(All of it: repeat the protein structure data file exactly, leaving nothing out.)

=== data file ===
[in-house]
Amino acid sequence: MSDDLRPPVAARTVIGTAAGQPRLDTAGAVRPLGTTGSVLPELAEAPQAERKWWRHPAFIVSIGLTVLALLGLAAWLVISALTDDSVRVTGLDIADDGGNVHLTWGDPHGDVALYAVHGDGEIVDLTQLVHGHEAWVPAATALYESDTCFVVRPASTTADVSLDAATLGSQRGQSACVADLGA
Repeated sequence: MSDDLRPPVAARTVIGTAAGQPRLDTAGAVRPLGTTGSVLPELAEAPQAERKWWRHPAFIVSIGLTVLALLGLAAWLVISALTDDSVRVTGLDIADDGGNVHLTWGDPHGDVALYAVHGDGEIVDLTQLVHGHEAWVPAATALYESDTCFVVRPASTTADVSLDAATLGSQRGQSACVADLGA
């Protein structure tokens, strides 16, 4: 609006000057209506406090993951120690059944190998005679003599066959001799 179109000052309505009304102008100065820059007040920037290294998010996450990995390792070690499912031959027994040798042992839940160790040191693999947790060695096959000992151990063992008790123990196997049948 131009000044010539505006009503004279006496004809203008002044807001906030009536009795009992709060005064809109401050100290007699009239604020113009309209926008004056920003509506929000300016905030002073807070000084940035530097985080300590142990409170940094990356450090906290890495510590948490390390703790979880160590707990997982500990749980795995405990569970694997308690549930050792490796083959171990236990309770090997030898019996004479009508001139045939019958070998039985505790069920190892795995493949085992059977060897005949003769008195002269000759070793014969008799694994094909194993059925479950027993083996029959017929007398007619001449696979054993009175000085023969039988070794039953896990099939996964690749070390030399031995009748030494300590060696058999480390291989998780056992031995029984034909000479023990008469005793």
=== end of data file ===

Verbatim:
[in-house]
Amino acid sequence: MSDDLRPPVAARTVIGTAAGQPRLDTAGAVRPLGTTGSVLPELAEAPQAERKWWRHPAFIVSIGLTVLALLGLAAWLVISALTDDSVRVTGLDIADDGGNVHLTWGDPHGDVALYAVHGDGEIVDLTQLVHGHEAWVPAATALYESDTCFVVRPASTTADVSLDAATLGSQRGQSACVADLGA
Repeated sequence: MSDDLRPPVAARTVIGTAAGQPRLDTAGAVRPLGTTGSVLPELAEAPQAERKWWRHPAFIVSIGLTVLALLGLAAWLVISALTDDSVRVTGLDIADDGGNVHLTWGDPHGDVALYAVHGDGEIVDLTQLVHGHEAWVPAATALYESDTCFVVRPASTTADVSLDAATLGSQRGQSACVADLGA
């Protein structure tokens, strides 16, 4: 609006000057209506406090993951120690059944190998005679003599066959001799 179109000052309505009304102008100065820059007040920037290294998010996450990995390792070690499912031959027994040798042992839940160790040191693999947790060695096959000992151990063992008790123990196997049948 131009000044010539505006009503004279006496004809203008002044807001906030009536009795009992709060005064809109401050100290007699009239604020113009309209926008004056920003509506929000300016905030002073807070000084940035530097985080300590142990409170940094990356450090906290890495510590948490390390703790979880160590707990997982500990749980795995405990569970694997308690549930050792490796083959171990236990309770090997030898019996004479009508001139045939019958070998039985505790069920190892795995493949085992059977060897005949003769008195002269000759070793014969008799694994094909194993059925479950027993083996029959017929007398007619001449696979054993009175000085023969039988070794039953896990099939996964690749070390030399031995009748030494300590060696058999480390291989998780056992031995029984034909000479023990008469005793």